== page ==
But then what? Just sending the kid back to the same situation? He'll be back to being malnourished in a few months! Long-term vs short-term solutions, ladies. When I asked about this, the presenter started to get real and talked about the internal debates MSF was having about taking a more developmental approach.  But they are doctors, essentially. You go to the doctor and he will put a band-aid on your boo-boo and nothing else. At the end of the day, their presence in the world is ubiquitous and imperative and I was happy to buy an "I Have MSF: L'engagement C'est Contagieux" free-trade t-shirt.

Oh yeah, and it was also my 21st birthday, along with my friend Amanda (yeah Scorpios!). The whole group went for dinner at "Restaurant Edelweiss" for traditional Swiss fondue. Though I can't say I liked the cheese, I inhaled the chocolate. If you can't tell by now, it runs through my veins. Of course, someone tipped off the two yodeling musicians playing behind us that it was our birthdays. They hilariously played for us on the bells, the saw, the spoons and some ten-foot long traditional horn, which they insisted the birthday girls had to play as well. Fun times in Edelweiss!

Saturday, November 6, 2010

Joie de Vivre: Living to Eat

Hot chocolate. Chocolate macaroons. Chocolate cheesecake. Chocolate fountains. Chocolate couture. Chocolate art. Chocolate exfoliant. Chocolate soap. Dark chocolate. Milk chocolate. White chocolate. Green freaking tea chocolate.

Chocolate sensory overload is what I experienced last weekend at Salon du Chocolat, Paris's annual chocolate festival. Yup, pretty much the best 12.50 I've ever spent in my entire life. The free samples were out of control, as was my appetite for more. Forgive me God, for I have been gluttonous. And I'd do it again.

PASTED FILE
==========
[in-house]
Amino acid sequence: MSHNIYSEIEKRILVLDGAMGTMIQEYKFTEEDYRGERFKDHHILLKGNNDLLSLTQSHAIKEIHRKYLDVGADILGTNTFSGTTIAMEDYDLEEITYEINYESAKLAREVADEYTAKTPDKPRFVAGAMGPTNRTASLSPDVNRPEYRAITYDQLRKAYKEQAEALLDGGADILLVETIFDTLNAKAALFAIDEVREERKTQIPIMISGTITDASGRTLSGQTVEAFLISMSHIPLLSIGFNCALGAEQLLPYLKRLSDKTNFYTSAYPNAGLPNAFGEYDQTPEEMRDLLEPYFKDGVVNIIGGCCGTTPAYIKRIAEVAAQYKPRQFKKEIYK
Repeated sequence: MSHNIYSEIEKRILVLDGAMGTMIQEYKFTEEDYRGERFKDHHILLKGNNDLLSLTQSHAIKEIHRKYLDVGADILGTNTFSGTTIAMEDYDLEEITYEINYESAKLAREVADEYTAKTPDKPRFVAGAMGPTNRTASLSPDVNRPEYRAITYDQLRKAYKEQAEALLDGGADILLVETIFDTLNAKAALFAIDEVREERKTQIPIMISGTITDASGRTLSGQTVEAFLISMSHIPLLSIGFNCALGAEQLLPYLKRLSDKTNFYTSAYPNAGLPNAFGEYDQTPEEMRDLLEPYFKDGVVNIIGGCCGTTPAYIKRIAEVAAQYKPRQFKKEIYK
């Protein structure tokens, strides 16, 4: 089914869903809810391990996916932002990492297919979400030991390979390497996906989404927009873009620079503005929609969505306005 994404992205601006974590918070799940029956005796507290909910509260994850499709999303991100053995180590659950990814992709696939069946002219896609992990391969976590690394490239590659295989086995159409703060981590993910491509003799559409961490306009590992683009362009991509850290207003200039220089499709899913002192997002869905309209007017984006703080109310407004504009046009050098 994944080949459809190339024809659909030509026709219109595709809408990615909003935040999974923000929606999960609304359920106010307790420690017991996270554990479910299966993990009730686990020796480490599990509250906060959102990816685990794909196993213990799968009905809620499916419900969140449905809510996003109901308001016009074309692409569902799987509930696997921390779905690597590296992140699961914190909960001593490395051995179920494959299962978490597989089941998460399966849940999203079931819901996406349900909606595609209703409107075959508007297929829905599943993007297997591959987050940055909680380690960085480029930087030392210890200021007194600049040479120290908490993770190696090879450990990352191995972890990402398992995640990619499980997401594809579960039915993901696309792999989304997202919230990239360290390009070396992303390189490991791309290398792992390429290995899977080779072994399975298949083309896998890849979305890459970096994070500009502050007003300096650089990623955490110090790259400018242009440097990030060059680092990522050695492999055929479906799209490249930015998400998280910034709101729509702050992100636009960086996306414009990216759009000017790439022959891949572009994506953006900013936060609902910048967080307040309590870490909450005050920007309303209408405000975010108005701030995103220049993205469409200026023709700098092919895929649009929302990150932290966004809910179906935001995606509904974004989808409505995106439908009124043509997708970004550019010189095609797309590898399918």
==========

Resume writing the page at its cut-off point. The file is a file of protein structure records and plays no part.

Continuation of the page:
I don't know when or how it happened, but since I've been here I've stopped eating to live and started living to eat. I've never been a big foodie but I've always appreciated a good meal. Life is simpler and slower here and exactly what I was looking for. Today, I ran out in the pouring rain because I needed my fresh baguette. As in, I would die with out it. My taste-buds dance at the thought of waking up at 7am on a Saturday for a hot croissant.

The French are shameless and unapologetic about their carb consumption or caloric intake; it's guilt-free living and it's fabulous! They just walk everything off by the end of the day anyway. Back at home, everyone is obsessed and it makes me nervous when I don't even need to be.

Time anxiety is also something I don't miss. At Northwestern, everything is so tightly scheduled that lunch dates have a start time as well as an end time. "I'm free from 11-12:30!" Have you noticed that? Here you stay in a restaurant to your heart's content, 2 or 3 hours is casual. I've had some of my best conversations an hour or more after the check was placed on the table. It's that "joie de vivre" that I needed and simply refuse to give up when I return.